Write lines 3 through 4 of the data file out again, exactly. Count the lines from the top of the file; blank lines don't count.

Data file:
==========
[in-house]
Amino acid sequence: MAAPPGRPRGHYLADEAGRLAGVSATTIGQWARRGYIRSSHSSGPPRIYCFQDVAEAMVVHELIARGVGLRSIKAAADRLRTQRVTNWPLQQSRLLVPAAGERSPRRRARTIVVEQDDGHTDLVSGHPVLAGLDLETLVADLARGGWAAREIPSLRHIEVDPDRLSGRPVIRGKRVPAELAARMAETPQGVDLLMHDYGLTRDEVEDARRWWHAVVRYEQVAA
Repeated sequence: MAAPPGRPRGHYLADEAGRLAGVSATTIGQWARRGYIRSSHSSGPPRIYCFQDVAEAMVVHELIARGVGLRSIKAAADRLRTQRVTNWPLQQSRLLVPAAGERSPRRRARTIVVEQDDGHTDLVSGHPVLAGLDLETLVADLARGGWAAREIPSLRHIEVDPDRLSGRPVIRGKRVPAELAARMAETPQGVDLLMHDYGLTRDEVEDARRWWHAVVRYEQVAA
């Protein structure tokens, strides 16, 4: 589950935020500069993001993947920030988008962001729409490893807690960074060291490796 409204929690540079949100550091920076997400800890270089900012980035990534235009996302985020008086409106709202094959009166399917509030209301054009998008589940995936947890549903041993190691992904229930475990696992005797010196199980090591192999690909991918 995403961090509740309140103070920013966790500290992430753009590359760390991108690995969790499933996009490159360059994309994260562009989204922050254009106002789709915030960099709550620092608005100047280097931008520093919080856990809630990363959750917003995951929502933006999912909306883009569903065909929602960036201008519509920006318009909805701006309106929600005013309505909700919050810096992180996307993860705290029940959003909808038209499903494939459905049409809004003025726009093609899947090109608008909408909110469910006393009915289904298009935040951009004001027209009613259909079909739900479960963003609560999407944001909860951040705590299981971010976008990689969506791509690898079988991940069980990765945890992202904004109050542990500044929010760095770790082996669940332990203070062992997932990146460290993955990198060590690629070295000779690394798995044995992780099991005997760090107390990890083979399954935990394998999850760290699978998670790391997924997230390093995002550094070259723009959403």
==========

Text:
Repeated sequence: MAAPPGRPRGHYLADEAGRLAGVSATTIGQWARRGYIRSSHSSGPPRIYCFQDVAEAMVVHELIARGVGLRSIKAAADRLRTQRVTNWPLQQSRLLVPAAGERSPRRRARTIVVEQDDGHTDLVSGHPVLAGLDLETLVADLARGGWAAREIPSLRHIEVDPDRLSGRPVIRGKRVPAELAARMAETPQGVDLLMHDYGLTRDEVEDARRWWHAVVRYEQVAA
């Protein structure tokens, strides 16, 4: 589950935020500069993001993947920030988008962001729409490893807690960074060291490796 409204929690540079949100550091920076997400800890270089900012980035990534235009996302985020008086409106709202094959009166399917509030209301054009998008589940995936947890549903041993190691992904229930475990696992005797010196199980090591192999690909991918 995403961090509740309140103070920013966790500290992430753009590359760390991108690995969790499933996009490159360059994309994260562009989204922050254009106002789709915030960099709550620092608005100047280097931008520093919080856990809630990363959750917003995951929502933006999912909306883009569903065909929602960036201008519509920006318009909805701006309106929600005013309505909700919050810096992180996307993860705290029940959003909808038209499903494939459905049409809004003025726009093609899947090109608008909408909110469910006393009915289904298009935040951009004001027209009613259909079909739900479960963003609560999407944001909860951040705590299981971010976008990689969506791509690898079988991940069980990765945890992202904004109050542990500044929010760095770790082996669940332990203070062992997932990146460290993955990198060590690629070295000779690394798995044995992780099991005997760090107390990890083979399954935990394998999850760290699978998670790391997924997230390093995002550094070259723009959403």